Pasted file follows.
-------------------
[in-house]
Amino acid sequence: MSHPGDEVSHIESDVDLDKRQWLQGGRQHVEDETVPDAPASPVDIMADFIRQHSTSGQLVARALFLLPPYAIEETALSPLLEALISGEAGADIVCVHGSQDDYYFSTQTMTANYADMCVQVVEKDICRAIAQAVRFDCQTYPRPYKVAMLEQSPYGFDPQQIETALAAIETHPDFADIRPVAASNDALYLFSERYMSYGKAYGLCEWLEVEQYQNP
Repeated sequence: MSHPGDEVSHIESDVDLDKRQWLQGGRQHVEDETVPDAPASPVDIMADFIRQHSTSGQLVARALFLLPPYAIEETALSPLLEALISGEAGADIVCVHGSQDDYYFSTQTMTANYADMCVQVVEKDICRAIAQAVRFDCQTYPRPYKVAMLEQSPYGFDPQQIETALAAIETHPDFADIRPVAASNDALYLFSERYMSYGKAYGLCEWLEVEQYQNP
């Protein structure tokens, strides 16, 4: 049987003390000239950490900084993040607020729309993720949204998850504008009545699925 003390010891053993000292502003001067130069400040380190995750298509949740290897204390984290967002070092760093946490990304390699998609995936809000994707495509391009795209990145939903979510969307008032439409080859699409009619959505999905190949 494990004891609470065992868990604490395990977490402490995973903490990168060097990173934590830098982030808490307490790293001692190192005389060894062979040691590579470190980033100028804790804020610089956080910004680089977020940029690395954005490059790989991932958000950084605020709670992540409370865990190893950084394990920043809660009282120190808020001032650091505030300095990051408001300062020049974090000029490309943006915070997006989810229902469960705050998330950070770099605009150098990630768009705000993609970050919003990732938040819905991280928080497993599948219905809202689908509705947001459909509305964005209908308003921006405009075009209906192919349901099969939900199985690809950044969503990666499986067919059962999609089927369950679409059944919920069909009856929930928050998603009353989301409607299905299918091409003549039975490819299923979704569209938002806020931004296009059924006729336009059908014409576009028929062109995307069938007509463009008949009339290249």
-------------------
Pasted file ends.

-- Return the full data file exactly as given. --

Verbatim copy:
[in-house]
Amino acid sequence: MSHPGDEVSHIESDVDLDKRQWLQGGRQHVEDETVPDAPASPVDIMADFIRQHSTSGQLVARALFLLPPYAIEETALSPLLEALISGEAGADIVCVHGSQDDYYFSTQTMTANYADMCVQVVEKDICRAIAQAVRFDCQTYPRPYKVAMLEQSPYGFDPQQIETALAAIETHPDFADIRPVAASNDALYLFSERYMSYGKAYGLCEWLEVEQYQNP
Repeated sequence: MSHPGDEVSHIESDVDLDKRQWLQGGRQHVEDETVPDAPASPVDIMADFIRQHSTSGQLVARALFLLPPYAIEETALSPLLEALISGEAGADIVCVHGSQDDYYFSTQTMTANYADMCVQVVEKDICRAIAQAVRFDCQTYPRPYKVAMLEQSPYGFDPQQIETALAAIETHPDFADIRPVAASNDALYLFSERYMSYGKAYGLCEWLEVEQYQNP
């Protein structure tokens, strides 16, 4: 049987003390000239950490900084993040607020729309993720949204998850504008009545699925 003390010891053993000292502003001067130069400040380190995750298509949740290897204390984290967002070092760093946490990304390699998609995936809000994707495509391009795209990145939903979510969307008032439409080859699409009619959505999905190949 494990004891609470065992868990604490395990977490402490995973903490990168060097990173934590830098982030808490307490790293001692190192005389060894062979040691590579470190980033100028804790804020610089956080910004680089977020940029690395954005490059790989991932958000950084605020709670992540409370865990190893950084394990920043809660009282120190808020001032650091505030300095990051408001300062020049974090000029490309943006915070997006989810229902469960705050998330950070770099605009150098990630768009705000993609970050919003990732938040819905991280928080497993599948219905809202689908509705947001459909509305964005209908308003921006405009075009209906192919349901099969939900199985690809950044969503990666499986067919059962999609089927369950679409059944919920069909009856929930928050998603009353989301409607299905299918091409003549039975490819299923979704569209938002806020931004296009059924006729336009059908014409576009028929062109995307069938007509463009008949009339290249």